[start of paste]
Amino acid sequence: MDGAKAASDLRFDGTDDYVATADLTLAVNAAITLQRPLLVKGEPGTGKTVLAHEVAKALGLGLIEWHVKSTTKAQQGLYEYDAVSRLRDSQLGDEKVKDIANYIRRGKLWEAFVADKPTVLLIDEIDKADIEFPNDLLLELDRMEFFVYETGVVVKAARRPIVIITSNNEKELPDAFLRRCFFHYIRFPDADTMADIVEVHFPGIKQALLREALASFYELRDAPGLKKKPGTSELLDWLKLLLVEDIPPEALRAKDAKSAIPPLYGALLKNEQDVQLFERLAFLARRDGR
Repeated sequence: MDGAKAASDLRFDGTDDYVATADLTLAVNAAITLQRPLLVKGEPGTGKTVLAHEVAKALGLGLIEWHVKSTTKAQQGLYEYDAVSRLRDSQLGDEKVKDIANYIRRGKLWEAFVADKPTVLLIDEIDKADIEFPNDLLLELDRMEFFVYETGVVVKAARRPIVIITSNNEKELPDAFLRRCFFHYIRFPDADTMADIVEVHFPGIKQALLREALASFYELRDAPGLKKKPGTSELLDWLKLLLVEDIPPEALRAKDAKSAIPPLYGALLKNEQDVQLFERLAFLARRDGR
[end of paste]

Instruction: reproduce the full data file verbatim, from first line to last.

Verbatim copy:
Amino acid sequence: MDGAKAASDLRFDGTDDYVATADLTLAVNAAITLQRPLLVKGEPGTGKTVLAHEVAKALGLGLIEWHVKSTTKAQQGLYEYDAVSRLRDSQLGDEKVKDIANYIRRGKLWEAFVADKPTVLLIDEIDKADIEFPNDLLLELDRMEFFVYETGVVVKAARRPIVIITSNNEKELPDAFLRRCFFHYIRFPDADTMADIVEVHFPGIKQALLREALASFYELRDAPGLKKKPGTSELLDWLKLLLVEDIPPEALRAKDAKSAIPPLYGALLKNEQDVQLFERLAFLARRDGR
Repeated sequence: MDGAKAASDLRFDGTDDYVATADLTLAVNAAITLQRPLLVKGEPGTGKTVLAHEVAKALGLGLIEWHVKSTTKAQQGLYEYDAVSRLRDSQLGDEKVKDIANYIRRGKLWEAFVADKPTVLLIDEIDKADIEFPNDLLLELDRMEFFVYETGVVVKAARRPIVIITSNNEKELPDAFLRRCFFHYIRFPDADTMADIVEVHFPGIKQALLREALASFYELRDAPGLKKKPGTSELLDWLKLLLVEDIPPEALRAKDAKSAIPPLYGALLKNEQDVQLFERLAFLARRDGR